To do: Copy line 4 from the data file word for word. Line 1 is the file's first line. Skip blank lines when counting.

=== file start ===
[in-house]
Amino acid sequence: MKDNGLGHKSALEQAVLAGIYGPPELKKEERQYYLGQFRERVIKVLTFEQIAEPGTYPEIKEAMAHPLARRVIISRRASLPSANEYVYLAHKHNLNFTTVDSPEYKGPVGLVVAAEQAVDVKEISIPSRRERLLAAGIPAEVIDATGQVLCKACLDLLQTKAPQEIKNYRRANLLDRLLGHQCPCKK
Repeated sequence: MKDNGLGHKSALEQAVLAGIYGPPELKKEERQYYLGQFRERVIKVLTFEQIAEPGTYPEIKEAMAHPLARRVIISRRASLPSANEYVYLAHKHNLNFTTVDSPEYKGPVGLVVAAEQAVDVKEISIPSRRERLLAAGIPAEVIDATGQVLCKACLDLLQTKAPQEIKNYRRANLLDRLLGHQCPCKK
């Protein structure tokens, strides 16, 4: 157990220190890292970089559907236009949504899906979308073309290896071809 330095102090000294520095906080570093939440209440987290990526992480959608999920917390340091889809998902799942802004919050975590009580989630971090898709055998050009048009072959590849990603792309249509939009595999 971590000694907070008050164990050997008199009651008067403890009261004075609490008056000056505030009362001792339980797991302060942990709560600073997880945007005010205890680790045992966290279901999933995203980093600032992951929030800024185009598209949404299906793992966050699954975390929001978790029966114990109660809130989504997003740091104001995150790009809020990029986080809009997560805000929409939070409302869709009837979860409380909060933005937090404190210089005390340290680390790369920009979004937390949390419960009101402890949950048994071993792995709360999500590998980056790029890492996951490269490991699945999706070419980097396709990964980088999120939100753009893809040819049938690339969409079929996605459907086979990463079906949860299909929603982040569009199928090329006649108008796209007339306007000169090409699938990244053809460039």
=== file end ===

């Protein structure tokens, strides 16, 4: 157990220190890292970089559907236009949504899906979308073309290896071809 330095102090000294520095906080570093939440209440987290990526992480959608999920917390340091889809998902799942802004919050975590009580989630971090898709055998050009048009072959590849990603792309249509939009595999 971590000694907070008050164990050997008199009651008067403890009261004075609490008056000056505030009362001792339980797991302060942990709560600073997880945007005010205890680790045992966290279901999933995203980093600032992951929030800024185009598209949404299906793992966050699954975390929001978790029966114990109660809130989504997003740091104001995150790009809020990029986080809009997560805000929409939070409302869709009837979860409380909060933005937090404190210089005390340290680390790369920009979004937390949390419960009101402890949950048994071993792995709360999500590998980056790029890492996951490269490991699945999706070419980097396709990964980088999120939100753009893809040819049938690339969409079929996605459907086979990463079906949860299909929603982040569009199928090329006649108008796209007339306007000169090409699938990244053809460039």